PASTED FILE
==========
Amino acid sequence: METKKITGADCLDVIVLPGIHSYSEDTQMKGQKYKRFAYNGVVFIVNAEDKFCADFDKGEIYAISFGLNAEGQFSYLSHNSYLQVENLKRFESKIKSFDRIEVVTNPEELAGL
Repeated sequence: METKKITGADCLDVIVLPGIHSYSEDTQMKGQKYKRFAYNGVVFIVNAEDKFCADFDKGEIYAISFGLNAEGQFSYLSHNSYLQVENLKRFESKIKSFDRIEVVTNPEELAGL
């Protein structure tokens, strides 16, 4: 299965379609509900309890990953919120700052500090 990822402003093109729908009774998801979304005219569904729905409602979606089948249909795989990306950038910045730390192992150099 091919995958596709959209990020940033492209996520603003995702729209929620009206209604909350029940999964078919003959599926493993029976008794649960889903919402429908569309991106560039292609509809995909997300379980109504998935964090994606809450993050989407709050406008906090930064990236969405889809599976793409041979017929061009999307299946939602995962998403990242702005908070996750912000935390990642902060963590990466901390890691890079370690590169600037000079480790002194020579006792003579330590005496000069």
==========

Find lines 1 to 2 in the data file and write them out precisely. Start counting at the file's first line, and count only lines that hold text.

Amino acid sequence: METKKITGADCLDVIVLPGIHSYSEDTQMKGQKYKRFAYNGVVFIVNAEDKFCADFDKGEIYAISFGLNAEGQFSYLSHNSYLQVENLKRFESKIKSFDRIEVVTNPEELAGL
Repeated sequence: METKKITGADCLDVIVLPGIHSYSEDTQMKGQKYKRFAYNGVVFIVNAEDKFCADFDKGEIYAISFGLNAEGQFSYLSHNSYLQVENLKRFESKIKSFDRIEVVTNPEELAGL